China’s moves against cryptocurrencies could affect blockchain growth


As China clamps down on the use of bitcoin, other nations and businesses are also seeking to more heavily regulate cryptocurencies and blockchain-based networks.

While the hype around bitcoin and other cryptocurrencies has sent their prices  skyrocketing, some governments and companies are restricting activity to head off potential money laundering and protect consumers from a credit meltdown.

Cryptocurrencies have begun to exit once-friendly China for more open nations and other regions and businesses are beginning to impose restrictions on how – or even whether – they can be used.

Open blockchains, such as bitcoin, are only the first to be affected by increased regulatory oversight. Depending on how they’re used, permissioned blockchains, or those that are centrally administered and used for general transactions, could also be affected by the push to reign in the cryptocurrency technology.

ith cheap electricity, China was once a haven for vast, power-hungry server complexes that perform the algorithmic processing for bitcoin and other blockchain-based virtual currency networks. In recent years, however, China has gradually  clamped down.

China moves to clamp down

Last year, China outright banned initial coin offerings, a form of crowdfunding for cryptocurrencies, and later put the kibosh on trading in electronic currencies. More recently, the government began shutting off the power faucet for bitcoin mining pools, or large server farms that perform cryptocurrency processing.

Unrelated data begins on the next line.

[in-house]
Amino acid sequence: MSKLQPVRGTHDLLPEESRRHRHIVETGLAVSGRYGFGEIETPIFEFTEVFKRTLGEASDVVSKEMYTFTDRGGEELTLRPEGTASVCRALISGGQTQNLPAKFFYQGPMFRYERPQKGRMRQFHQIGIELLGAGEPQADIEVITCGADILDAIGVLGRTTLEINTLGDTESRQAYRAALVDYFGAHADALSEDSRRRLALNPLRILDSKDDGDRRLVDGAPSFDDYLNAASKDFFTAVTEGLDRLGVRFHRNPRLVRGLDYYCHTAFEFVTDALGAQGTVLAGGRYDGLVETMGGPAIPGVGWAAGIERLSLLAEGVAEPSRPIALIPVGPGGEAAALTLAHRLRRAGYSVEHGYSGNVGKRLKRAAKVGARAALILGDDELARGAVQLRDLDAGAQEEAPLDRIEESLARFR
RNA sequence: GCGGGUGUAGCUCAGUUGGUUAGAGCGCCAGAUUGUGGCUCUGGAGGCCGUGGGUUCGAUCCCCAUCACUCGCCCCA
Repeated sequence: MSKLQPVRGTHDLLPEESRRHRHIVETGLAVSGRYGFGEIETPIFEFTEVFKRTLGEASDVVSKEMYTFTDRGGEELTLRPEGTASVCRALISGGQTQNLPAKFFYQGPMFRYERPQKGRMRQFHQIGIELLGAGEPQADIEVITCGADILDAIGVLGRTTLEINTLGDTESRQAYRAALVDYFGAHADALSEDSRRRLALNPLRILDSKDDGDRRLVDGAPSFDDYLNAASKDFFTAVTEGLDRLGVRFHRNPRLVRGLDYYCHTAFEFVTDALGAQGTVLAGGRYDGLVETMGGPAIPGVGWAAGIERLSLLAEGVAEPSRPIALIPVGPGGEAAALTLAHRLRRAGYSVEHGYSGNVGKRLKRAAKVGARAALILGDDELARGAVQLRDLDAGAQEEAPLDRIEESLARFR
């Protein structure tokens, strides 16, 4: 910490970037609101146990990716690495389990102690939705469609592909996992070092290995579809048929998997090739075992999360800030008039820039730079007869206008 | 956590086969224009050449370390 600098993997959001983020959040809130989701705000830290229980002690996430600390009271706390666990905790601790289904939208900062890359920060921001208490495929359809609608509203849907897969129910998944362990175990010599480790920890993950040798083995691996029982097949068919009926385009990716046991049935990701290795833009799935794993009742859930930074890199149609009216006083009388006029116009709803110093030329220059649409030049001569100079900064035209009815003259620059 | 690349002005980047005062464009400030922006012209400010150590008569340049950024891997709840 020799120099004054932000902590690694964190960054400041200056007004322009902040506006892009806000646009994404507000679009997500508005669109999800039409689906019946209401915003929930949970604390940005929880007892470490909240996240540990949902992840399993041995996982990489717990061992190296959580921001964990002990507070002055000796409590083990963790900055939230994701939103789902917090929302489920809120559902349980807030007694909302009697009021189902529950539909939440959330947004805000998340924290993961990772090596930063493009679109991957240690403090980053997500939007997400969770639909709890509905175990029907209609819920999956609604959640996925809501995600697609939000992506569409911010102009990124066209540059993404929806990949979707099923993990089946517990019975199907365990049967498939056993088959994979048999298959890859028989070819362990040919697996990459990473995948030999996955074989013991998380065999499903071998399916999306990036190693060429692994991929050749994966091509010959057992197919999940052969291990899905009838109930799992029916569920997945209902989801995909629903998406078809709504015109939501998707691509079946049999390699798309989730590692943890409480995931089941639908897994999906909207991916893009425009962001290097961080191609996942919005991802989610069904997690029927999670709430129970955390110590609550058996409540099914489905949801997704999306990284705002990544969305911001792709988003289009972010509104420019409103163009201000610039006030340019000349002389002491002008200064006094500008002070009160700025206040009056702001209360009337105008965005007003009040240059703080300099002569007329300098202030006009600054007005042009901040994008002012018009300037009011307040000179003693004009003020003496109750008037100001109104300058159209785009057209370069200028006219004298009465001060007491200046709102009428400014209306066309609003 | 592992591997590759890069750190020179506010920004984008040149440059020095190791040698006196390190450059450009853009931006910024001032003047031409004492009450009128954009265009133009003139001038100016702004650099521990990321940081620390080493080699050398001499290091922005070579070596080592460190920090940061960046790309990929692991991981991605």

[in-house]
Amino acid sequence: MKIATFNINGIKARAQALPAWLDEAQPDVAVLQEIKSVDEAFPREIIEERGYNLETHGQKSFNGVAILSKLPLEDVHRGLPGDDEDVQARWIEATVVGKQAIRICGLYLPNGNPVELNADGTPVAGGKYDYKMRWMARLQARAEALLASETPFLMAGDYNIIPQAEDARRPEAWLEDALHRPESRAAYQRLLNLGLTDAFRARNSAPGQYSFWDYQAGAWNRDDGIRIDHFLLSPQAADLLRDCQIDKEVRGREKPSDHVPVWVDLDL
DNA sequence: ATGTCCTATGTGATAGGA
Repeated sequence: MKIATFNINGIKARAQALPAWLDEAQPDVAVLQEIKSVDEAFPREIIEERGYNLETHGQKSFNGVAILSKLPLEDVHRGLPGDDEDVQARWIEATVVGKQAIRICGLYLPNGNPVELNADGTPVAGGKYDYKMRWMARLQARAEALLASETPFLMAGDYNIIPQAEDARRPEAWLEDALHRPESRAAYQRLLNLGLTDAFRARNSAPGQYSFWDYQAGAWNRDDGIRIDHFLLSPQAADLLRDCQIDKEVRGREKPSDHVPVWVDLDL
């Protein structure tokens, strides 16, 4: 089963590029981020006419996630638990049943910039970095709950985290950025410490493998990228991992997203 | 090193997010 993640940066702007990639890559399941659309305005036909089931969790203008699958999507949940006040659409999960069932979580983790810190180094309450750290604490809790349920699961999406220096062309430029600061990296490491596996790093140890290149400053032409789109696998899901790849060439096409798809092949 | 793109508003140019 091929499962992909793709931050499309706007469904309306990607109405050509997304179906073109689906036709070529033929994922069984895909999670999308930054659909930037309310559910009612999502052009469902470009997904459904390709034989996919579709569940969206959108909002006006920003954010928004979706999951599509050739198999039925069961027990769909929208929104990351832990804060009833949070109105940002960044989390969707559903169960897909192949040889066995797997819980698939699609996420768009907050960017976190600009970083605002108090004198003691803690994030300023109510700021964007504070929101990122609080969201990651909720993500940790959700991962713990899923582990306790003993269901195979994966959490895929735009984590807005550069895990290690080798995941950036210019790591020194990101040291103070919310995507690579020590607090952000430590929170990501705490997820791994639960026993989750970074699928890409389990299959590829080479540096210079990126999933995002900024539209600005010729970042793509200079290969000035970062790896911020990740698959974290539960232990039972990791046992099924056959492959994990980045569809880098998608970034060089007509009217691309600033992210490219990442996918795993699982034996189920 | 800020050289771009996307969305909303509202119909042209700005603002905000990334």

“The market is very entrepreneurial and we’ll see the bitcoin transaction processing move elsewhere pretty quickly,” said Paul Brody, Global Innovation Leader for Blockchain at EY (formerly Ernst & Young). “It may well boost other cryptocurrencies,  especially those with a lower carbon footprint in the transaction processing work and more business and IT applications like Ethereum.”

The company running two of China’s biggest bitcoin mining pools, Bitmain and BTC.Top, the third largest mining pool, have set up mining operations in the U.S. and Canada. And ViaBTC, the fourth largest mining pool operation, has opened facilities in Iceland and the U.S., according to Bloomberg News.

There are various “good” reasons China and other countries hope to take a more hands-on regulatory approach to cryptocurrencies, which to date have existed in an oversight Wild West, according to Martha Bennett, a principal analyst at Forrester Research.

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